Lenders Are Making Fewer TRID Mistakes: ARMCO

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Moves by lenders to adapt their processes with the TILA-RESPA integrated disclosure rule in mind appear to have staunched the increase in loan application defects, according to a report from ACES Risk Management.

The overall critical defect rate dropped to 1.63% in the second quarter of 2016 from 1.92% a quarter earlier, ARMCO noted in its Mortgage QC Industry Trends report. While this ended a three-quarter period in which this rate rose following the implementation of TRID, it was still well above the critical defect rate of 0.77% reported in the third quarter of 2015.

"TRID-related defects continue to be the leading area of concern in post-closing reviews; however, corrective action planning taken by the lending community has produced positive results that can now be visualized in the Q2 data," Phil McCall, chief operating officer at ARMCO, said in the report.

Case in point: The defect rate for the legal, regulatory and compliance issues category fell to 34% from 50% in the first quarter of 2016. Again, this represented the first decline since the third quarter of 2015, but remained at a historically elevated level.

ARMCO reported that many lenders have been working with their loan origination system personnel and external vendors in the six months following TRID to handle the causes of data errors frequently seen during the implementation of the rule.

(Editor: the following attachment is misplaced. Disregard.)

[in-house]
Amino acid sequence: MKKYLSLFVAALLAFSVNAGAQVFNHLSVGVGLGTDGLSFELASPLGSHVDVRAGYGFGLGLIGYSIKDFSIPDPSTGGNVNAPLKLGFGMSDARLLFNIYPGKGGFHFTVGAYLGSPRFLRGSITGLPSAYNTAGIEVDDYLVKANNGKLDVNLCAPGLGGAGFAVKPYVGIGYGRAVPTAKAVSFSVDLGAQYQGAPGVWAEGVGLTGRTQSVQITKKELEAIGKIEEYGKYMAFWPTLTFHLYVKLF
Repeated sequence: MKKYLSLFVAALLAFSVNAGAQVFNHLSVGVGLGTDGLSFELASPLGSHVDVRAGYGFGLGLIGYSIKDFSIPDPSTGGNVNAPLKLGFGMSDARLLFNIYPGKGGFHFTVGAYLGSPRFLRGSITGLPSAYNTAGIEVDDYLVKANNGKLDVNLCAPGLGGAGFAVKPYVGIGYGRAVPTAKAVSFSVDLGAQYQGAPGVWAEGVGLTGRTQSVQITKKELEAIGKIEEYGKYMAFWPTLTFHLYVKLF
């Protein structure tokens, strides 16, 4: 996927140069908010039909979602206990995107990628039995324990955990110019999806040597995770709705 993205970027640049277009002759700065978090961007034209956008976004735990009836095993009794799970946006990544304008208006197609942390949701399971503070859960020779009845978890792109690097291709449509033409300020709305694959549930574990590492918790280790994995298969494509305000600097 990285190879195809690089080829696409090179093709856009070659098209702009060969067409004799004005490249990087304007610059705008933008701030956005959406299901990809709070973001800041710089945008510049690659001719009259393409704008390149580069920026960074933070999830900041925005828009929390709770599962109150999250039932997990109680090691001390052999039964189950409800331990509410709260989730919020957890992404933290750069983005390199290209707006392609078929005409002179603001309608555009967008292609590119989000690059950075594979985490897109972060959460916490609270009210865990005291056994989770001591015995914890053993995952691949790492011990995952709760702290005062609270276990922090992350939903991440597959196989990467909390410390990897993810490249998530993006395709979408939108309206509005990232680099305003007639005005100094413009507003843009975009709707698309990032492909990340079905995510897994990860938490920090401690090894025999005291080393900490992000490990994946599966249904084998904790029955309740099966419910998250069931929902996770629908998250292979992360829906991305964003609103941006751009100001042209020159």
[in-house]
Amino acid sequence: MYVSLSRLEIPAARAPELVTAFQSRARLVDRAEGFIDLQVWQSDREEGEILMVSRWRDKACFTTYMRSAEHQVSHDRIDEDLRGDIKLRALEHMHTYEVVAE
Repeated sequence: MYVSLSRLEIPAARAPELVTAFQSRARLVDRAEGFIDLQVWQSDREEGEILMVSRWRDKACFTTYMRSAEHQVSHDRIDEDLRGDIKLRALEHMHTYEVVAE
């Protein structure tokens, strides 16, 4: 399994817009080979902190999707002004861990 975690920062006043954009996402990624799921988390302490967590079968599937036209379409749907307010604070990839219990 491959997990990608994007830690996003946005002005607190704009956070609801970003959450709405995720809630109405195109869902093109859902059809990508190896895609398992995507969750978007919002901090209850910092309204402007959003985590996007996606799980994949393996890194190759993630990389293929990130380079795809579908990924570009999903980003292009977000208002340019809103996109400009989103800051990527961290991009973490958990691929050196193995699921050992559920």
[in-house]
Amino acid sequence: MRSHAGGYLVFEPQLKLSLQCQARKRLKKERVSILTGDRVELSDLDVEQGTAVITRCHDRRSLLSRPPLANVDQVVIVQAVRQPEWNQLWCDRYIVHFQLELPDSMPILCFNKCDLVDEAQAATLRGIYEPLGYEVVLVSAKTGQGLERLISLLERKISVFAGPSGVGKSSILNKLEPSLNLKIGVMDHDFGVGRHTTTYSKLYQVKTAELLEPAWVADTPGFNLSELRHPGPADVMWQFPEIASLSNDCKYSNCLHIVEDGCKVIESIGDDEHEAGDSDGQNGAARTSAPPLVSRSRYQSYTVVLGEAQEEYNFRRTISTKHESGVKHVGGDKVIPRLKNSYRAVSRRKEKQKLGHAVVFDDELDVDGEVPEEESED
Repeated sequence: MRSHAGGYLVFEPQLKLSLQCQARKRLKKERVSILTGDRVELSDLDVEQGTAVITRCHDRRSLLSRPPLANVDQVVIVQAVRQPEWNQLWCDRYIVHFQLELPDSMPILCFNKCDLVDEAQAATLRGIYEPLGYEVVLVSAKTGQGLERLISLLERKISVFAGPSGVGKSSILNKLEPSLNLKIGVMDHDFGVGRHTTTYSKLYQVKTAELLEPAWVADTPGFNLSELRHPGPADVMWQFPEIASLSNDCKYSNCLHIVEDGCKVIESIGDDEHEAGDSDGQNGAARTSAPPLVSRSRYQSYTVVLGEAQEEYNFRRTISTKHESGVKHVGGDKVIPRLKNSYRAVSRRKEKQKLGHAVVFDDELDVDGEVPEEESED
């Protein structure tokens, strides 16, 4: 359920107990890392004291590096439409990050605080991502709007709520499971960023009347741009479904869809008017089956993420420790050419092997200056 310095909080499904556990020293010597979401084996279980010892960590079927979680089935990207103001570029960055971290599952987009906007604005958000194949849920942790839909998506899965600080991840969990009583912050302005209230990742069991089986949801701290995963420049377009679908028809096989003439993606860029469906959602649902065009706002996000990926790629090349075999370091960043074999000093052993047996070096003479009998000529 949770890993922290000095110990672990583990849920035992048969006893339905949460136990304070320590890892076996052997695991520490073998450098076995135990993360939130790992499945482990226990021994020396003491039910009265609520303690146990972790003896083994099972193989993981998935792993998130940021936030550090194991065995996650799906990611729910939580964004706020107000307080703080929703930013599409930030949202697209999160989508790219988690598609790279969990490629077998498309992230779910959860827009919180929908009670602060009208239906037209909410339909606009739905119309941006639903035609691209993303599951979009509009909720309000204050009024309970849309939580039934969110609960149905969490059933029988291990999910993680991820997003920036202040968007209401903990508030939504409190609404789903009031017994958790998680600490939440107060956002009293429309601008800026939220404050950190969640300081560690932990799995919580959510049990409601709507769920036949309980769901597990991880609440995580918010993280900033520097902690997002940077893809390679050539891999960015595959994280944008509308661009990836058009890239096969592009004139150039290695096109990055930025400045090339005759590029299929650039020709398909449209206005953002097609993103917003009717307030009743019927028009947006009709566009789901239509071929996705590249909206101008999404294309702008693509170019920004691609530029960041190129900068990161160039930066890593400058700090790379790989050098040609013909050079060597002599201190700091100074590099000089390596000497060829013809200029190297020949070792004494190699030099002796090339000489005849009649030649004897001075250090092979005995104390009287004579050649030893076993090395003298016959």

"As legal/regulatory/compliance defects are beginning to trend down in Q2, lenders are attributing at least part of this success to a deeper comfort level with the secondary market reviews/findings," ARMCO wrote in the report.

But while the trend has pointed toward improvement in this area on a quarterly basis, ARMCO did find that the rate edged up slightly in June to 32.48% from 30.46% in May.

One area where defects rose sharply was in the income and employment category. In the second quarter, these represented 9.8% of all defects, a 70% increase from the quarter before.

Contributing factors to this increase include instances where the income or employment information is different from what is in the automated underwriting system or cases where the income documentation did not meet investor guidelines or the specifications of the AUS. Another contributor was situations where the verbal verifications of employment were not completed in the time required by the investor.

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